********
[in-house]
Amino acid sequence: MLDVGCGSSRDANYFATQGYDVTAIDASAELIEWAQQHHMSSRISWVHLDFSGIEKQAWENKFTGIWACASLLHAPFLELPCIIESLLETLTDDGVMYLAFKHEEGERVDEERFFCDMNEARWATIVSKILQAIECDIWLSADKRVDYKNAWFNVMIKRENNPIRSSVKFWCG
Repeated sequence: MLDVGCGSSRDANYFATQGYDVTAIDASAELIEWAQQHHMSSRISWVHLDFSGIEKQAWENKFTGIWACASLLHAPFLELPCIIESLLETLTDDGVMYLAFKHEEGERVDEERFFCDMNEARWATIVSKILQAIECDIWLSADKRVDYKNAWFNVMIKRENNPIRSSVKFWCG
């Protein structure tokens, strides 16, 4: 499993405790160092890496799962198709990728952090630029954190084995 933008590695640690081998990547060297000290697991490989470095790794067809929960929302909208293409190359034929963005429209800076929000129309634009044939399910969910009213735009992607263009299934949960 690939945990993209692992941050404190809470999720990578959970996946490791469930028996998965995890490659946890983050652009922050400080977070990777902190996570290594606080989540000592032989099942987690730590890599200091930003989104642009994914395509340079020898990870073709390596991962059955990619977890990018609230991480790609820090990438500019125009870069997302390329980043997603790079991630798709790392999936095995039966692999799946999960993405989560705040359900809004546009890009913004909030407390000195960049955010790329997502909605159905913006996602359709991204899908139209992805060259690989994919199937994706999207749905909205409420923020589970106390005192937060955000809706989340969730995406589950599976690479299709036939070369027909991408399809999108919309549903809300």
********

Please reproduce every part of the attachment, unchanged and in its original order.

[in-house]
Amino acid sequence: MLDVGCGSSRDANYFATQGYDVTAIDASAELIEWAQQHHMSSRISWVHLDFSGIEKQAWENKFTGIWACASLLHAPFLELPCIIESLLETLTDDGVMYLAFKHEEGERVDEERFFCDMNEARWATIVSKILQAIECDIWLSADKRVDYKNAWFNVMIKRENNPIRSSVKFWCG
Repeated sequence: MLDVGCGSSRDANYFATQGYDVTAIDASAELIEWAQQHHMSSRISWVHLDFSGIEKQAWENKFTGIWACASLLHAPFLELPCIIESLLETLTDDGVMYLAFKHEEGERVDEERFFCDMNEARWATIVSKILQAIECDIWLSADKRVDYKNAWFNVMIKRENNPIRSSVKFWCG
């Protein structure tokens, strides 16, 4: 499993405790160092890496799962198709990728952090630029954190084995 933008590695640690081998990547060297000290697991490989470095790794067809929960929302909208293409190359034929963005429209800076929000129309634009044939399910969910009213735009992607263009299934949960 690939945990993209692992941050404190809470999720990578959970996946490791469930028996998965995890490659946890983050652009922050400080977070990777902190996570290594606080989540000592032989099942987690730590890599200091930003989104642009994914395509340079020898990870073709390596991962059955990619977890990018609230991480790609820090990438500019125009870069997302390329980043997603790079991630798709790392999936095995039966692999799946999960993405989560705040359900809004546009890009913004909030407390000195960049955010790329997502909605159905913006996602359709991204899908139209992805060259690989994919199937994706999207749905909205409420923020589970106390005192937060955000809706989340969730995406589950599976690479299709036939070369027909991408399809999108919309549903809300």